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The story of Tobit and his son Tobias seems to have been written sometime early in the IInd century BC (the years 199-100) and to have enjoyed great popularity almost immediately. The story is set in the years just after 721 BC, when Israelite leaders were forcibly moved to Nineveh, in Assyria (modern Mosul, Iraq). It centers on a pious Jew determined to retain his sense of Jewish identity and determined also to practice distinctively Jewish piety even in exile from his beloved homeland.
Although the text is full of historical references, few of them hang together, and it is hard to see it as having any basis in real history. Rather, it is usually taken as representing a slightly romanticized exile experience that was very real to its IInd century audience and still resonates with readers today. Although classed traditionally among the "historical" works of Hebrew literature, it is perhaps more valuable for its sage advice (reflecting values of the period of its composition) and its implied message about the immanence of God for those who are righteous.
The work was originally written, it appears, not in Hebrew, but in Aramaic, a closely related language spoken in Palestine in the last few centuries BC and in Roman times, and the story appears to have been very widely known. But a Greek translation, in three different versions, provided the traditional definitive text until in 1955 pieces of the text in both Aramaic and Hebrew turned up among the Dead Sea Scrolls and confirmed the overall accuracy of the long used Greek versions. The story is not part of the Jewish or Protestant scriptures, but it is part of the "deuterocanonical" portion of the Old Testament for Roman Catholic and Orthodox Christians. (These books are also referred to as the Old Testament Apocrypha.)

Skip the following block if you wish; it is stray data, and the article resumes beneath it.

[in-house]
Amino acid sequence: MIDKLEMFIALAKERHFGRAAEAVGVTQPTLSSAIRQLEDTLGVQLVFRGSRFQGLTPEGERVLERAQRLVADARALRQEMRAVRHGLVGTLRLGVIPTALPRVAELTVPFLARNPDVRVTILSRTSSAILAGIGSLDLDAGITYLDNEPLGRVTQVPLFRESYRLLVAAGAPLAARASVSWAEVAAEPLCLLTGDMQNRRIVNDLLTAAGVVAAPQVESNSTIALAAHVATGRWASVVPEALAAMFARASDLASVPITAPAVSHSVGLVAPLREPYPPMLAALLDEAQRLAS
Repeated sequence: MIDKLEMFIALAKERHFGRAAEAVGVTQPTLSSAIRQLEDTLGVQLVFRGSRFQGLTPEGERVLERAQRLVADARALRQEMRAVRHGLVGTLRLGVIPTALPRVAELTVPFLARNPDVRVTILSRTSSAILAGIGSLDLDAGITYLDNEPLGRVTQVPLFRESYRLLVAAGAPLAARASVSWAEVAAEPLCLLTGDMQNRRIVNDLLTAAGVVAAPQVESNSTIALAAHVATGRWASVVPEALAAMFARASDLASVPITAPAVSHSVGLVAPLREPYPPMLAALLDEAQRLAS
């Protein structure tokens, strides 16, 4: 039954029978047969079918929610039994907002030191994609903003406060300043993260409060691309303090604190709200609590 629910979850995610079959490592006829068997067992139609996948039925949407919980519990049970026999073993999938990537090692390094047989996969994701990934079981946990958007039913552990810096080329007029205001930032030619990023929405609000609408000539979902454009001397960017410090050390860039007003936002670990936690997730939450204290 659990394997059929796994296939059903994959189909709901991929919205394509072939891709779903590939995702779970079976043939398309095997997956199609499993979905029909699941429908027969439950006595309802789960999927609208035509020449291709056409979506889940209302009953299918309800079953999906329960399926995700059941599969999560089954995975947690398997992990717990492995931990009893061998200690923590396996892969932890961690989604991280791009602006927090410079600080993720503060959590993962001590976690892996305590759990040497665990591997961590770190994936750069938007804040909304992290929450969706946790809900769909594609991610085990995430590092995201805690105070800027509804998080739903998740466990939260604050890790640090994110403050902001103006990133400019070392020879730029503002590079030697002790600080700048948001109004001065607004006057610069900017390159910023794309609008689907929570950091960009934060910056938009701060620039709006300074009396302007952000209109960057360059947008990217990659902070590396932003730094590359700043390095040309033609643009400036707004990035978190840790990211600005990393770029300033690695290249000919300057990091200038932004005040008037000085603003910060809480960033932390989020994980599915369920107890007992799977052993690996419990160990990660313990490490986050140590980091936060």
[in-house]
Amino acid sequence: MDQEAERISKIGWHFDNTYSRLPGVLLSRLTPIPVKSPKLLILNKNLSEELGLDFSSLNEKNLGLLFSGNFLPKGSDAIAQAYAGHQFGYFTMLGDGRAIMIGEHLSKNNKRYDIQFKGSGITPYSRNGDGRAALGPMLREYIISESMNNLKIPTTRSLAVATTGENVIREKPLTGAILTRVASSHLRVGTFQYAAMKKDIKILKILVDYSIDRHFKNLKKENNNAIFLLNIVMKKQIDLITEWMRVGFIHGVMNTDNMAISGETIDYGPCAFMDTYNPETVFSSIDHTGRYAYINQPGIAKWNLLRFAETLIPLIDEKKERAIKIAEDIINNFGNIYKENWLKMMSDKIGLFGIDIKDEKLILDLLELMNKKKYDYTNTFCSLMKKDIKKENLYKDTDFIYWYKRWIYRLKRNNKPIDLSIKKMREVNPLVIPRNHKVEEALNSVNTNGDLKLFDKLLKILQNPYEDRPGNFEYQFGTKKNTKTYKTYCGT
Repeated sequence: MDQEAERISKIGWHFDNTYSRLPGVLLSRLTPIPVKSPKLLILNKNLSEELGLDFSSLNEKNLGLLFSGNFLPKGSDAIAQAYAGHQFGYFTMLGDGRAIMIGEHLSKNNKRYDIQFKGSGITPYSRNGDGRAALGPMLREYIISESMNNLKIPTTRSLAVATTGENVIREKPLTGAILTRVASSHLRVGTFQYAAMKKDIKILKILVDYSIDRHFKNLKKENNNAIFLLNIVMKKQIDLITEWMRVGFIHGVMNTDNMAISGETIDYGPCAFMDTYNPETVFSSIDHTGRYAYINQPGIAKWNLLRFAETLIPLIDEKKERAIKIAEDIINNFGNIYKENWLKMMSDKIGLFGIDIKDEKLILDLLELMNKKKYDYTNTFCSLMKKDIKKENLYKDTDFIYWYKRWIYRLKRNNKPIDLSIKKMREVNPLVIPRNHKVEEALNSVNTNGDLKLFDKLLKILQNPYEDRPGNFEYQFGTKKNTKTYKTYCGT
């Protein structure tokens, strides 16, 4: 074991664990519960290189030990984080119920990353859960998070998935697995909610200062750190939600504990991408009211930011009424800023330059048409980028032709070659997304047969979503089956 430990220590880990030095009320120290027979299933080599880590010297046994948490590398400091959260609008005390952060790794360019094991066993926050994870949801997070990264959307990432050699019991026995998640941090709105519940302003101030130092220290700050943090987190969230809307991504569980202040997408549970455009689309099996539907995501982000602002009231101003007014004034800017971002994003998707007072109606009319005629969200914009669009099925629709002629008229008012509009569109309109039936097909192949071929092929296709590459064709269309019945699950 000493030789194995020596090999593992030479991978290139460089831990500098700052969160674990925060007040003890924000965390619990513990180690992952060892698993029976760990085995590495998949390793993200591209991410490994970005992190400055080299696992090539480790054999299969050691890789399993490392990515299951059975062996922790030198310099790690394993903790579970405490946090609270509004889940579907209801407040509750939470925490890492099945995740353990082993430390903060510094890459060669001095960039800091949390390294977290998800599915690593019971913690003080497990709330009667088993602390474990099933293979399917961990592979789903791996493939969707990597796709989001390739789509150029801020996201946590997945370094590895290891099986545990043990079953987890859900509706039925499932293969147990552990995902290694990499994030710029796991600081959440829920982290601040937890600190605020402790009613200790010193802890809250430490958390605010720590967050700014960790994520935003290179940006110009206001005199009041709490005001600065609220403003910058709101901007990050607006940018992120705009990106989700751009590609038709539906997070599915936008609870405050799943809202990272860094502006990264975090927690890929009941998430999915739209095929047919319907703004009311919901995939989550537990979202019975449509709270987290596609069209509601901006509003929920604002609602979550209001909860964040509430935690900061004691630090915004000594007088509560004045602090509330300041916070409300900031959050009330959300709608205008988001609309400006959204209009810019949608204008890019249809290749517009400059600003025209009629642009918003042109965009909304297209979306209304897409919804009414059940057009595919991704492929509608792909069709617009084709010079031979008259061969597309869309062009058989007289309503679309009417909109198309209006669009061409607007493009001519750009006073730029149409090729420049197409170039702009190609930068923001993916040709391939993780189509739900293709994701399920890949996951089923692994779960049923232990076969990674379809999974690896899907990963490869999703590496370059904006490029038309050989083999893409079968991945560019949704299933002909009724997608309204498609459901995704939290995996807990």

The version provided here is from the copyright-free World English Bible. As is usual in scriptures, individual "verses" are numbered. I have retained the chapter and verse numbering, but have increased the number of paragraph breaks to facilitate on-line reading. I have also added the chapter subtitles. Two review quizzes are linked to the end of the last chapter.
This is the best available copyright-free version. For a different translation, with useful interpretative notes, check the New American Bible text of this work on the web site of the United States Conference of Catholic Bishops. (Link) For a full Hebrew version, from 1885, click here. For the full Greek version, click here.)
The various illustrations that decorate these pages are identified in their captions. To the best of my knowledge, all are available for free public use.
An audio presentation of an English translation of this work is available on-line. (Link)
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Background Design: Hebrew Lines From the Book of Jonah